The American National Security community thinks Huawei is one of the greatest security risks in a world where American has declared China a strategic competitor.
In an era of trade wars, a cold war of technology between the United States and China appears inevitable.
Huawei is on pace to overtake Samsung as the global leader in smart phone sales by 2022. They are investing in the technology that will make personal assistants “companion-intelligent”. They even have a smart AR glasses product in the works that will compete directly with Apple.
Huawei is already a global giant in telecom gear, 5G, mobile phones and is like a Cisco-meets-Apple hybrid company with close ties to the Chinese Government. In an era where Facebook and Google have turned “evil” they might not be the greatest threat to a centralized future where tech companies have even more control over us. The greatest threat might actually be China’s Huawei.
As Alibaba and Tencent pivot to the Cloud and enterprise and as ByteDance emerges as an apps leader, Huawei and Baidu are investing in artificial intelligence in winning ways. Indeed Huawei is an internet of things native company. They have also been blacklisted by the U.S. in many ways in which America is pressuring other countries to do the same, due in part to national security concerns.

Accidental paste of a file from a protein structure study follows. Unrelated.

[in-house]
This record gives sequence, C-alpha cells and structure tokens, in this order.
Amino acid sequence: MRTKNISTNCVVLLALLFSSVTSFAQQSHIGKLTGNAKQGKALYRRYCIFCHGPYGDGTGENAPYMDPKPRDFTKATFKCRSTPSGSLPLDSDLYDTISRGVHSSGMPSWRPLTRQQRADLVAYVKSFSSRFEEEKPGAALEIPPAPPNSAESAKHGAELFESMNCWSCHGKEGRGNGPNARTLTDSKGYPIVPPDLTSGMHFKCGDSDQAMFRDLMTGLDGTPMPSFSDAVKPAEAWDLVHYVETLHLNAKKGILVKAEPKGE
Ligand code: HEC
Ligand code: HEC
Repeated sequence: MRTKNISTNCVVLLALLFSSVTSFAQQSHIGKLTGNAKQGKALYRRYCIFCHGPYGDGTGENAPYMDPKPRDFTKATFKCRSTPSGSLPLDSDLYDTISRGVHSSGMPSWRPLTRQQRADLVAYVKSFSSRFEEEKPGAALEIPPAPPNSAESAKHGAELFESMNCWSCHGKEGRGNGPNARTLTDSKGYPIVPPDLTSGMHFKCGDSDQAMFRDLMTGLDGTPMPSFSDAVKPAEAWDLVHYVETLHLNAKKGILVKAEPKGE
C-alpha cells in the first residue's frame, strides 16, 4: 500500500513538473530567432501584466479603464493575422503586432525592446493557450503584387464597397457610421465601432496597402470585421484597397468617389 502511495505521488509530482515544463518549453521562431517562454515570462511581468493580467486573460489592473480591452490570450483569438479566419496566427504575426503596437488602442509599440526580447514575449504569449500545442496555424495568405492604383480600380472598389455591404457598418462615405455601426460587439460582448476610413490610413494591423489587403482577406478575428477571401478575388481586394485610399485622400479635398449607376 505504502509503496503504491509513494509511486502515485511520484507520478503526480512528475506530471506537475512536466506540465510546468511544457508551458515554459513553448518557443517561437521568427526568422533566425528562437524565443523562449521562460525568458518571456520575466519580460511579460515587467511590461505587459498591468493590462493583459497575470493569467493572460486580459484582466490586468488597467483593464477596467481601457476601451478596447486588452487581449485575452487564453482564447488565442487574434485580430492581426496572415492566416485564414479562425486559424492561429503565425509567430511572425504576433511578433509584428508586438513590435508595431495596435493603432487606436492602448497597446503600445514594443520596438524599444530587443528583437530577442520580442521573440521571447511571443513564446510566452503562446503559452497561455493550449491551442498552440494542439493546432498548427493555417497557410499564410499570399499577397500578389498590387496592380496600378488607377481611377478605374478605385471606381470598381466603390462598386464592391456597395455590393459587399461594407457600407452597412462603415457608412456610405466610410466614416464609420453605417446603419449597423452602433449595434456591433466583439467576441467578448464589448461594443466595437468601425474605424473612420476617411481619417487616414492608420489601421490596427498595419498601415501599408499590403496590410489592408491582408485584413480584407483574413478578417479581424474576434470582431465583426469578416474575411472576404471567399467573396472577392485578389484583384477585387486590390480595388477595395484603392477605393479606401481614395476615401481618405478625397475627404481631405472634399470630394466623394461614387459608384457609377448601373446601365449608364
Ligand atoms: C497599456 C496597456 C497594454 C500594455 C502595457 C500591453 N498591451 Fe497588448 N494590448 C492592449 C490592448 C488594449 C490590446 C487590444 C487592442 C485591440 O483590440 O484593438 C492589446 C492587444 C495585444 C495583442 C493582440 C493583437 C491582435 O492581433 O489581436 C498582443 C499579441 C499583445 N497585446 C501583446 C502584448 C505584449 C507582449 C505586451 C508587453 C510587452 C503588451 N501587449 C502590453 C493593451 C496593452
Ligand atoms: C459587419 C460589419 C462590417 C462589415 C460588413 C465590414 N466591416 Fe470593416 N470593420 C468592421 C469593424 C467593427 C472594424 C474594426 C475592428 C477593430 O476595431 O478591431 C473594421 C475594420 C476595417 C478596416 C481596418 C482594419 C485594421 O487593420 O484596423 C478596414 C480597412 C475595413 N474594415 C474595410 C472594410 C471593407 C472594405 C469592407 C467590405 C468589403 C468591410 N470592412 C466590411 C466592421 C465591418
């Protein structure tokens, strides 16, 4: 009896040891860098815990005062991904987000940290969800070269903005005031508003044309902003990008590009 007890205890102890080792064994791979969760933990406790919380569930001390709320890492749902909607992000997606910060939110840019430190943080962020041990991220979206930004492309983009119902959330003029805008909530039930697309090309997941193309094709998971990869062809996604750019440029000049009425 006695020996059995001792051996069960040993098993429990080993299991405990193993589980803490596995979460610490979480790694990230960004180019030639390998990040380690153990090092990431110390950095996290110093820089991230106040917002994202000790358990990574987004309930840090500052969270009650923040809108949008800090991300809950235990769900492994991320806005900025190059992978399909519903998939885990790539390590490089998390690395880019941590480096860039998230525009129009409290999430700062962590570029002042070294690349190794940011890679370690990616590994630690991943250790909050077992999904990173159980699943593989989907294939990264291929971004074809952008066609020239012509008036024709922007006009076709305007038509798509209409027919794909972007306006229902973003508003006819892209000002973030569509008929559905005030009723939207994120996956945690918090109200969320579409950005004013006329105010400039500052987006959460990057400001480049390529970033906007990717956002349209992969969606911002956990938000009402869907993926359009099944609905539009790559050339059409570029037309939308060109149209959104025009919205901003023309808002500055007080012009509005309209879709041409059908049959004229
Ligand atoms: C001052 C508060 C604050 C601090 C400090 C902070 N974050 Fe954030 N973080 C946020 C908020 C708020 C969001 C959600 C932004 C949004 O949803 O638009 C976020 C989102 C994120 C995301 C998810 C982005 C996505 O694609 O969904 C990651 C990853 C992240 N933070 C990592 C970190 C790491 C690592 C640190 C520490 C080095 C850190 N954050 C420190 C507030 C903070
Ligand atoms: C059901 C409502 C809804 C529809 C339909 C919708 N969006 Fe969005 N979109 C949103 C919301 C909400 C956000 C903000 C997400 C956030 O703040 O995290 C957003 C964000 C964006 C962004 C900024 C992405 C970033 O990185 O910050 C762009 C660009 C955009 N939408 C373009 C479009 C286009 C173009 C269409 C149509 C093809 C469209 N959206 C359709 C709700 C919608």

- Huawei is the second-largest smartphone maker in the world, behind only Samsung.
- Huawei’s practices have been the subject of a years-long federal investigation by the U.S. as well as for the escalating trade war between US and China.
- Huawei have a strong chance of being an artificial intelligence leader of the future as China scales its incredible economy in an AI-arms race with the U.S. Huawei is not a public company, but all indications are that in terms of R&D it’s a world leader.
- Of China’s emerging technological dynasty, Huawei is already the most globalized in nature due to its products and the value it can offer other countries and global consumers.
Whether this is a black mirror company I think is a matter of debate, but corporate entities with strong ties to the government are inevitable in this face-off between the U.S. and China. Just as Amazon is likely to win the JEDI cloud contract with the pentagon, the era of cybersecurity and the race to AI and technological regulation point to corporate entities that provide back-door access. Even the recent Marriott hack may very well have come from China.